Cannabis Regulators Determine the Portion of Legal Market Activity
Written on 23 December 2022
by Ruth Fisher, PhD
Before cannabis was legalized, by definition, all cannabis activity took place in the Black (or Illicit) Markets. People in society were thus either Non-Users of cannabis, or they were Black Market Users (see Figure 1).
After cannabis was legalized, activity splintered into different submarkets, with fuzzy boundaries separating different activities. Cannabis activity now falls within any of five different Legal, Grey, or Black submarkets (see Figure 2). (For a more complete discussion of the development of Grey Market Activity in cannabis, see Cannabis Grey and Black Submarket Dynamics.)
Legal Markets (joint hemp and marijuana markets) involve products sold by licensed suppliers (online, bricks-and-mortar, and/or delivery-only). The four major characteristics associated with licensed cannabis products are:
- Legality: Legal Markets provide consumers with legal access to cannabis products.
- Safety: Legal Market products are tested to ensure products do not contain unsafe toxins, such as pesticides, heavy metals, residual solvents, molds, or fungus.
- Transparency:Legal Market products are required to be labeled with active ingredients.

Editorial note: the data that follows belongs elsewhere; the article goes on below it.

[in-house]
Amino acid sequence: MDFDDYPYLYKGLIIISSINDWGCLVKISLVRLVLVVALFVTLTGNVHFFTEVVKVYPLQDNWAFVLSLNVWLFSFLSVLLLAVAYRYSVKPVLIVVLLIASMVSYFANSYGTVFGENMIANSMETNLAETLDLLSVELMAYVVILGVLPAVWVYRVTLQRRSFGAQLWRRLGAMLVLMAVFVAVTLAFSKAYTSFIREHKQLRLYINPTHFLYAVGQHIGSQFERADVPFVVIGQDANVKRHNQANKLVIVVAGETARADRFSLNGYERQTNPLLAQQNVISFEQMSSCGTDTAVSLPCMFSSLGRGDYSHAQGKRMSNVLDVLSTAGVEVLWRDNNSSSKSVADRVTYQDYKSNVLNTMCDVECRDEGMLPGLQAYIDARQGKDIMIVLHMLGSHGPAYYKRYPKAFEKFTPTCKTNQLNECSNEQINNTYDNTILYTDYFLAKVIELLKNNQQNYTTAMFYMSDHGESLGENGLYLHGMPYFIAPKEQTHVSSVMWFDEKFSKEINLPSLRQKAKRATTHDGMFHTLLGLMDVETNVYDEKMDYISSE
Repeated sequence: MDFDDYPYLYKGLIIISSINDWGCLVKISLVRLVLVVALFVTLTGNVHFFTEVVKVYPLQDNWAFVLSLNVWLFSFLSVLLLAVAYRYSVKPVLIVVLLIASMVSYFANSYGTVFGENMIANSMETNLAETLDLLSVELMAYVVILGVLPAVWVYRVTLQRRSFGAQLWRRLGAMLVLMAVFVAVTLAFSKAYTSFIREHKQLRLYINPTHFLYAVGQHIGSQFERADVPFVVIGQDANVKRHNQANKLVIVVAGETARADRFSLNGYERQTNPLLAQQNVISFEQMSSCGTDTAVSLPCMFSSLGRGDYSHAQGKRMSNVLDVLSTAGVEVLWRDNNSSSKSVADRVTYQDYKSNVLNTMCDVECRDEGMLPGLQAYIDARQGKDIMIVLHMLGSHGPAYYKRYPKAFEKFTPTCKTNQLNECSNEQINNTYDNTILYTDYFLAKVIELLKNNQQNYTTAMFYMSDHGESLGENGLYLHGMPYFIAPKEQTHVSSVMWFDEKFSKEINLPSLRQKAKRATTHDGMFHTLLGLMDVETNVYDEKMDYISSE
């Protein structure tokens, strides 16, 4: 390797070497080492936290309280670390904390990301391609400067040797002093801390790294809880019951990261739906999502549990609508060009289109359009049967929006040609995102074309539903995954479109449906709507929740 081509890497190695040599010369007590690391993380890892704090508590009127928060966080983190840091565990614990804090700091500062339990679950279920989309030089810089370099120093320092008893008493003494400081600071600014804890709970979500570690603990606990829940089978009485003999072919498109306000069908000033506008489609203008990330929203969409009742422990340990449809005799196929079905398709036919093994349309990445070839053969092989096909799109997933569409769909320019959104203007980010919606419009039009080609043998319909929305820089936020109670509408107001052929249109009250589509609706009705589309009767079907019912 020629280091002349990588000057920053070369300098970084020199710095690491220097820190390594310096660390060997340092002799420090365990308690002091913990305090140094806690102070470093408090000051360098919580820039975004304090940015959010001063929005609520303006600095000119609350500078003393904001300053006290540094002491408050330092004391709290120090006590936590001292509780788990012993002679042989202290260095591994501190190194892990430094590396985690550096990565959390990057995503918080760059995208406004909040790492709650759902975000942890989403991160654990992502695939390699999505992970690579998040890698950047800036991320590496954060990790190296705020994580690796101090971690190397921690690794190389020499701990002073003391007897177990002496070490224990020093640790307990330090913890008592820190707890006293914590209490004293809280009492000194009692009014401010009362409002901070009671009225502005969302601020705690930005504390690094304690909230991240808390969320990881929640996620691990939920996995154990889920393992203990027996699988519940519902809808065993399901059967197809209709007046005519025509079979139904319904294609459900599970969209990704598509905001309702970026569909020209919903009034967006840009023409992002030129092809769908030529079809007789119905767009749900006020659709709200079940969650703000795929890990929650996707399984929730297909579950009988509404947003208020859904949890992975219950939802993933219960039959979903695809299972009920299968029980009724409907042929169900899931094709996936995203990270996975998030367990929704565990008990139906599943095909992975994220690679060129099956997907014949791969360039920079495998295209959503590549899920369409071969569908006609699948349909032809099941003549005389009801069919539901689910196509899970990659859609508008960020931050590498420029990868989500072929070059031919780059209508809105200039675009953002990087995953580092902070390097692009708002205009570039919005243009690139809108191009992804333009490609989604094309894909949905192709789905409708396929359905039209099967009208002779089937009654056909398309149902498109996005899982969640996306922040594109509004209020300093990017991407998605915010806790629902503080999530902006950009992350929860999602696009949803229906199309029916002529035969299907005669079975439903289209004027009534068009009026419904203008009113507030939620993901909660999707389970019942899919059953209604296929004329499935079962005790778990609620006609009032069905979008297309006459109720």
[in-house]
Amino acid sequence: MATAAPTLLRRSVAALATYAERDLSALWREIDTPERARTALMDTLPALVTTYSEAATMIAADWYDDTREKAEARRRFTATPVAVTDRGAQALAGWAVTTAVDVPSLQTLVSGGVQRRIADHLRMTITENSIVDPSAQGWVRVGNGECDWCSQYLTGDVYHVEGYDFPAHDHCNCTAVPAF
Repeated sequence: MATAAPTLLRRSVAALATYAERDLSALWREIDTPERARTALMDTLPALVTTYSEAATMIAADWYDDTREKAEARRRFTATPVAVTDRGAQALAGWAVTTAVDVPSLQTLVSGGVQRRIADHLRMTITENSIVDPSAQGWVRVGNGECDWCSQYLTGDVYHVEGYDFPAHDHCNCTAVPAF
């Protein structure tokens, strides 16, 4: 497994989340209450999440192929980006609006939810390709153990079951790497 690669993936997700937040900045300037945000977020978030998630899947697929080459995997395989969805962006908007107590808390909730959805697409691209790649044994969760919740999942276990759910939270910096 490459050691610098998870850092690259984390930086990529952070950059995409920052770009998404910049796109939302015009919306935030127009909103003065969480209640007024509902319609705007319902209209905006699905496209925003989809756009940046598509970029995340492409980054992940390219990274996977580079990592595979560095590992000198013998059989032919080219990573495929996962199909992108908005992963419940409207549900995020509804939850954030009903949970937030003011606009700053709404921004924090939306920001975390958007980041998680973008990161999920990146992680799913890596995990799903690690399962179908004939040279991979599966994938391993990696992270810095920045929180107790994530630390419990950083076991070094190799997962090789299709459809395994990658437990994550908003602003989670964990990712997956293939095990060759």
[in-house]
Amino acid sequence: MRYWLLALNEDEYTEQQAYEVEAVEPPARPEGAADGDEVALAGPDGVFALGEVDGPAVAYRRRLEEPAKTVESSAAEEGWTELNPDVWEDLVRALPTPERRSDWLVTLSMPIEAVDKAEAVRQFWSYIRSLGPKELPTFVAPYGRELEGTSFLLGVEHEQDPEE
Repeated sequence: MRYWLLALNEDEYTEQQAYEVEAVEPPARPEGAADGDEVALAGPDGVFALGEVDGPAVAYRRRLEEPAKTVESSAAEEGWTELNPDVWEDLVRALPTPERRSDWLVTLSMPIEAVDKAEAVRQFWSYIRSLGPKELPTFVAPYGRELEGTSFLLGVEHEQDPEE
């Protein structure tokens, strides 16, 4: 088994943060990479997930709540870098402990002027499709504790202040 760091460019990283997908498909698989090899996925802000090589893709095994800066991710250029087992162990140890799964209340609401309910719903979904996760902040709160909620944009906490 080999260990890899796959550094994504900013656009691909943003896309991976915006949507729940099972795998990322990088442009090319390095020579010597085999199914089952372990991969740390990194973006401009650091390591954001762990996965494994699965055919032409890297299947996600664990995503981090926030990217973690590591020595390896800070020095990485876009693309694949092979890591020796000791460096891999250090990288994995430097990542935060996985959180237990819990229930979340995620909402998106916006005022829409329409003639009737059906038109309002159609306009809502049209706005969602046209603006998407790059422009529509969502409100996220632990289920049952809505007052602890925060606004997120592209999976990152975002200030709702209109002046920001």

- Product Variety: Legal Markets generally offer much wider varieties, relative to those in Black Markets, of (i) forms of cannabis use (flower, vapes, tinctures, topicals, edibles, etc.) and (ii) offerings within each form of use category.
Grey Markets involve products that are not either clearly licensed/legal or clearly unlicensed/illegal in all jurisdictions. That is, Grey Market activity takes place at the boundaries between licensed and unlicensed activity. Such legally uncertain activity includes:
- CBD in Food: Since the passage of the 2018 Farm Bill, hemp activity has been largely unregulated. (Growers must be licensed by the state and/or the US Department of Agriculture; however, neither sellers nor consumers need licenses.) While the FDA has reserved the right to regulate CBD activity under the FD&C Act, it has largely refused to issue guidance.The FDA has banned select companies from making unsubstantiated claims about health benefits of CBD,and more recently, the FDA has selectively prohibited the use of CBD in certain edibles. At any time, however, the FDA could determine that CDB is not legal for use in any food or supplements.
- Home Grow: Some states allow consumers to grow limited amounts of cannabis at home.Much activity associated with home-grown product, especially in areas that allow some amount of this activity, falls within fuzzy areas of legality.
- Illegal Transport: All transportation of cannabis products between suppliers and delivery from suppliers to consumers must be conducted by licensed transporters. Cannabis is not allowed to be sent using USPS, UPS, or FedEx, and cannabis (marijuana) is not allowed to be transported across state lines. Nevertheless, cannabis delivery through UPS and/or FedEx and consumer transport of cannabis across state lines are both rampant.